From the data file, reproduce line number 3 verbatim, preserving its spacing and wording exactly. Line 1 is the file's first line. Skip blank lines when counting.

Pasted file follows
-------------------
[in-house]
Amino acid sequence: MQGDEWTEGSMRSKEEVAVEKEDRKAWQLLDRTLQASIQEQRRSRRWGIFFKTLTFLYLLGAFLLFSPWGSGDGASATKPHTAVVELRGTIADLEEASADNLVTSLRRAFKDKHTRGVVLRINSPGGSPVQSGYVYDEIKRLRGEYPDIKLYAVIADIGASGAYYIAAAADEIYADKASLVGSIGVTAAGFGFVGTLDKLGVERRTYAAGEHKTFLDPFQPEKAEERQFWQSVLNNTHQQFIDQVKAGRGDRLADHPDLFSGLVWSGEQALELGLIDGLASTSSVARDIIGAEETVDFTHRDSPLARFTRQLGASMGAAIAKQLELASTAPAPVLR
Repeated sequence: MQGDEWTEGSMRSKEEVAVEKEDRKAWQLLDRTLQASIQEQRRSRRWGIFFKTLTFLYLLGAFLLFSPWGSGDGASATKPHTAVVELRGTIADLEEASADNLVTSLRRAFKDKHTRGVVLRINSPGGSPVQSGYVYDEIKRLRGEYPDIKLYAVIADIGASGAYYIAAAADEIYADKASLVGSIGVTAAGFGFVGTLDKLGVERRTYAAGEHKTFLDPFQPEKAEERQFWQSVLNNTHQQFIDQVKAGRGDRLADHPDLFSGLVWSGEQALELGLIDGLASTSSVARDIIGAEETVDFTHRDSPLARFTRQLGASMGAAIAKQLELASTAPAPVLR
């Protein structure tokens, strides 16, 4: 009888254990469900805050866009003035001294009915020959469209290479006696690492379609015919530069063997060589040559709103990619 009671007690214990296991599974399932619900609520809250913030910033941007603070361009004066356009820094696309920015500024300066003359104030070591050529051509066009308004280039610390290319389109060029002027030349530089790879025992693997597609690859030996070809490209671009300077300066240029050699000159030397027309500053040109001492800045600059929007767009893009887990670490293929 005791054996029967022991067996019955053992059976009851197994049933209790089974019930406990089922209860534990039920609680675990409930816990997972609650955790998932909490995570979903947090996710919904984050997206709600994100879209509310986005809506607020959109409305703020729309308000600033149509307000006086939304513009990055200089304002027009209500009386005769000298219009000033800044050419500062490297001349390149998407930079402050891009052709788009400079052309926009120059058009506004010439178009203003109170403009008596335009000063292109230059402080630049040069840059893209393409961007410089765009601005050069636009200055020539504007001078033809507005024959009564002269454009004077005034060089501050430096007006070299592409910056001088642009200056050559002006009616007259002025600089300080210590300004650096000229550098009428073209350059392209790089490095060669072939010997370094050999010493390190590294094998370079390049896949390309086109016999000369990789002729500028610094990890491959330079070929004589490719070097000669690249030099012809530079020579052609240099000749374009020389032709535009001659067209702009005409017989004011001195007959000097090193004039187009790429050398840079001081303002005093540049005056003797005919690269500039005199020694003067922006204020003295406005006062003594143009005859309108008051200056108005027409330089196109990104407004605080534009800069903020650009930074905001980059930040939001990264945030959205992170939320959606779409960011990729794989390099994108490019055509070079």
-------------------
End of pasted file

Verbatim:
Repeated sequence: MQGDEWTEGSMRSKEEVAVEKEDRKAWQLLDRTLQASIQEQRRSRRWGIFFKTLTFLYLLGAFLLFSPWGSGDGASATKPHTAVVELRGTIADLEEASADNLVTSLRRAFKDKHTRGVVLRINSPGGSPVQSGYVYDEIKRLRGEYPDIKLYAVIADIGASGAYYIAAAADEIYADKASLVGSIGVTAAGFGFVGTLDKLGVERRTYAAGEHKTFLDPFQPEKAEERQFWQSVLNNTHQQFIDQVKAGRGDRLADHPDLFSGLVWSGEQALELGLIDGLASTSSVARDIIGAEETVDFTHRDSPLARFTRQLGASMGAAIAKQLELASTAPAPVLR